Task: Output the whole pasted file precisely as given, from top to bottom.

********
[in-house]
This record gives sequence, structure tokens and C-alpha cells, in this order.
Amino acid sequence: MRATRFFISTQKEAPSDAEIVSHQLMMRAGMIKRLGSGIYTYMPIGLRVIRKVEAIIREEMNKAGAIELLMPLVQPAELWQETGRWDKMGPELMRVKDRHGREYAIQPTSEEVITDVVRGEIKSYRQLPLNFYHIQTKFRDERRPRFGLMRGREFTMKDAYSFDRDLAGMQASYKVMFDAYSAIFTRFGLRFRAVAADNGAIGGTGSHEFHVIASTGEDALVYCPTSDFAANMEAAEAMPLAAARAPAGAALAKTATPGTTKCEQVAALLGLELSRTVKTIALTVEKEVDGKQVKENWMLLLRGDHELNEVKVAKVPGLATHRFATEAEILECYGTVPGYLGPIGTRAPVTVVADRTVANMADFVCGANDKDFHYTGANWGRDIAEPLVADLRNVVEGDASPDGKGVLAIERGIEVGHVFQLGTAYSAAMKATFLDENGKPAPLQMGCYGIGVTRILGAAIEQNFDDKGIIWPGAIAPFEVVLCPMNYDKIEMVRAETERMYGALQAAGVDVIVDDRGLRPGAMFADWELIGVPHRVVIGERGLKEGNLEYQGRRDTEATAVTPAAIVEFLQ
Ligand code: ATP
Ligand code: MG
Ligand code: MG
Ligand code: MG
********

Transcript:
[in-house]
This record gives sequence, structure tokens and C-alpha cells, in this order.
Amino acid sequence: MRATRFFISTQKEAPSDAEIVSHQLMMRAGMIKRLGSGIYTYMPIGLRVIRKVEAIIREEMNKAGAIELLMPLVQPAELWQETGRWDKMGPELMRVKDRHGREYAIQPTSEEVITDVVRGEIKSYRQLPLNFYHIQTKFRDERRPRFGLMRGREFTMKDAYSFDRDLAGMQASYKVMFDAYSAIFTRFGLRFRAVAADNGAIGGTGSHEFHVIASTGEDALVYCPTSDFAANMEAAEAMPLAAARAPAGAALAKTATPGTTKCEQVAALLGLELSRTVKTIALTVEKEVDGKQVKENWMLLLRGDHELNEVKVAKVPGLATHRFATEAEILECYGTVPGYLGPIGTRAPVTVVADRTVANMADFVCGANDKDFHYTGANWGRDIAEPLVADLRNVVEGDASPDGKGVLAIERGIEVGHVFQLGTAYSAAMKATFLDENGKPAPLQMGCYGIGVTRILGAAIEQNFDDKGIIWPGAIAPFEVVLCPMNYDKIEMVRAETERMYGALQAAGVDVIVDDRGLRPGAMFADWELIGVPHRVVIGERGLKEGNLEYQGRRDTEATAVTPAAIVEFLQ
Ligand code: ATP
Ligand code: MG
Ligand code: MG
Ligand code: MG